Discussion in 'Church History' started by Stalwart, Jan 5, 2021.
I just haven't rationalized away all my hangups. Maybe I'll get there one day.
In Exodus 20 it says, Thou shalt not make unto thee any graven image, or any likeness of any thing that is in heaven above, or that is in the earth beneath, or that is in the water under the earth: Thou shalt not bow down thyself to them nor serve them... If we were to bow to a cross, we would be bowing to a likeness of a thing that is in the earth. But if we say that we are actually bowing "to Christ on the cross," I have to question why, since Christ hasn't been on the cross for nearly 2,000 years. Jesus is neither on nor in the cross; He's not physically on earth at all. He is not on the altar when we come into the nave or when we leave. Yet we are expected to bow toward the altar. Yes, it looks respectful and pious, but is it really and truly Scriptural?
When Anglicans first shook the Roman dust off their feet and took their leave, they also took along some habits that look pious and feel comforting. My question is, do those habits please God as much as they please us? When I read the Commandment, I feel like the bowing might be displeasing to Him, so I don't feel good about it. Yet I feel pressure to 'fit in' and make a pious appearance like the other parishioners.
That was talking about worshipping not showing respect or reverence to things.
The English church was first occupied by the Romans in 1066 AD, so it was a stretch of 500 years of occupation before it was liberated again in the 1540s. Before the Norman occupation as well as after (and often times during the occupation), the English church has carried its own approach that was not Roman.
There is a third option. It's not only pleasing God, or pleasing us, but also being necessary to us. You make it seem like faith is easy and a life of devotion is a piece of cake for anyone, so let's not encumber it with unnecessary externalities. In my experience the life of faith is very difficult and highly unnatural to the animal and primal nature within us.
Sure even an ape stares at the sky and wonders about the meaning of life every now and then, but that's a far cry from having to wake up every Sunday dragging screaming kids to church. Let alone resisting the LMNOP mafia and exposing yourself to being fired and your family impoverished. The mindset that helps you resist the corruption of the World demands from you a ceaseless immersion and re-immersion in the things of God.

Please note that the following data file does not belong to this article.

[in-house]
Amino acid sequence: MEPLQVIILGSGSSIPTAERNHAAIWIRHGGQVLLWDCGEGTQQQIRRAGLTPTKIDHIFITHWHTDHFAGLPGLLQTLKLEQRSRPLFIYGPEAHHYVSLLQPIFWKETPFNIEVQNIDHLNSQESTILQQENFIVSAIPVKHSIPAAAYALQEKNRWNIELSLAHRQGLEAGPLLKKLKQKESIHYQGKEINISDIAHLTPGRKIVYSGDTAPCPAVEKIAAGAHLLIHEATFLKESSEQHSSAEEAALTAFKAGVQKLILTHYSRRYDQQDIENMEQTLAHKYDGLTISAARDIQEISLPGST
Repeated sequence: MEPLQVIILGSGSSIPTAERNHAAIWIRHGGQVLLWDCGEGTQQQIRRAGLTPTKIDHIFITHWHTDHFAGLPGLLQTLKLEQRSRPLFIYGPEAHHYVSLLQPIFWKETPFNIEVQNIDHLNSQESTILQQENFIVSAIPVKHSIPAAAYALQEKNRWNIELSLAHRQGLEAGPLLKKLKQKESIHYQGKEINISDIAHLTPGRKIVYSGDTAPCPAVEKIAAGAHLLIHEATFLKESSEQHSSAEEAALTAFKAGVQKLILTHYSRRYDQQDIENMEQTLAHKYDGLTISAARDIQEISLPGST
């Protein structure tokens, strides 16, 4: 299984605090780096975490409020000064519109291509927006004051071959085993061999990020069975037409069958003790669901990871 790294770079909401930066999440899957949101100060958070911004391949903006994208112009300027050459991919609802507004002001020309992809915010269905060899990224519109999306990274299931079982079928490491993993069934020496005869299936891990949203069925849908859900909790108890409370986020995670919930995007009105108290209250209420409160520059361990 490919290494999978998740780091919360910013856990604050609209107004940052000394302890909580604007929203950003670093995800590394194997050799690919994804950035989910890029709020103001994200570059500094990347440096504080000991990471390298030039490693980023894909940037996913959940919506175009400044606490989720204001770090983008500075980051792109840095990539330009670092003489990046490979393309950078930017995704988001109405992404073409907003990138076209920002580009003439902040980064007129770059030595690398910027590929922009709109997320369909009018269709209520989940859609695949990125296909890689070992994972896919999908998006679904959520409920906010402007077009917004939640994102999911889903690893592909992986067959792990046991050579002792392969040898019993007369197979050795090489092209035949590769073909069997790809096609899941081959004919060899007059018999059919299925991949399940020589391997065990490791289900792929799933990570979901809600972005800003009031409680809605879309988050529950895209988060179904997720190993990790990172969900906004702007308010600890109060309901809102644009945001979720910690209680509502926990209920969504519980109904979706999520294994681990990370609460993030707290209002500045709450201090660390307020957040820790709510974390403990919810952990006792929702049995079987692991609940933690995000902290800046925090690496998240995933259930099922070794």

People do everything they can to strengthen their slender thread to the divine. Even if you may find it easy, know that for almost everyone out there, it's not.
Definitely don't do it to fit in, because Christ will judge you alone, just like all the rest of us. But when you see them do it, don't go harsh on them. Without external observance, I and others like me will increasingly get more secular. Have mercy on those people, they're weaker than you. External observance is not a sign of strength, but a sign of weakness. The church has been right next to atheism for the last 2000 years, and in our weakness and spiritual poverty we've needed to employ aspects of the external world to connect us to the Ancient of Days, and to his Son.
Yet they also made Cherubs and a serpent on a pole. As I said in my post, Signum et Res. The symbol participates in the reality of the thing itself. Part of a Sacramental worldview is also one of Participation. This is thoroughly Augustinian, picked up by John of Damascus, Thomas Aquinas, and Gregory Palamas out East. It is also a very Jewish idea too, consider setting the place for Elijah at the table for him - but Elijah hasn't walked the earth in thousands of years? It stems from the idea that God is outside time and symbols participate in the thing itself, in some way. We bow to the Altar to reverence the table, upon which rests the Mystical Body and Blood of Christ made present there for us. Again, this stems to a Sacramental and Participatory worldview. If you view the Supper as Zwingli did, it makes no sense to have ceremony or reverence the elements. But the Christian, and therefore the Anglican, looks through Physicality and discerns the Spiritual through it. Even if you deny that Christ is present in the Eucharist, you can not deny the bread and wince, once consecrated, are instrumental in bringing about the Holy Communion. That is about the lowest possible view of the Sacrament tolerable in Anglicanism. So that is itself quite Participatory. You Participate in Christ's Body and Blood through the elements of Bread and Wine once Hallowed. Through Natural to Supernatural.
The Church loves this idea. That is why we have a Church year making Christ's life "continue" in some way to us. Not that he is doing the events again, but in some way we participate in the Nativity, or on Palm Sunday when we process. Consider why we have palms for Palm Sunday. If you only consider the symbols in and of themselves, then you will not comprehend what the Church has put out for us. Look through them and see what they point to, they allow us to Participate mystically in Christ.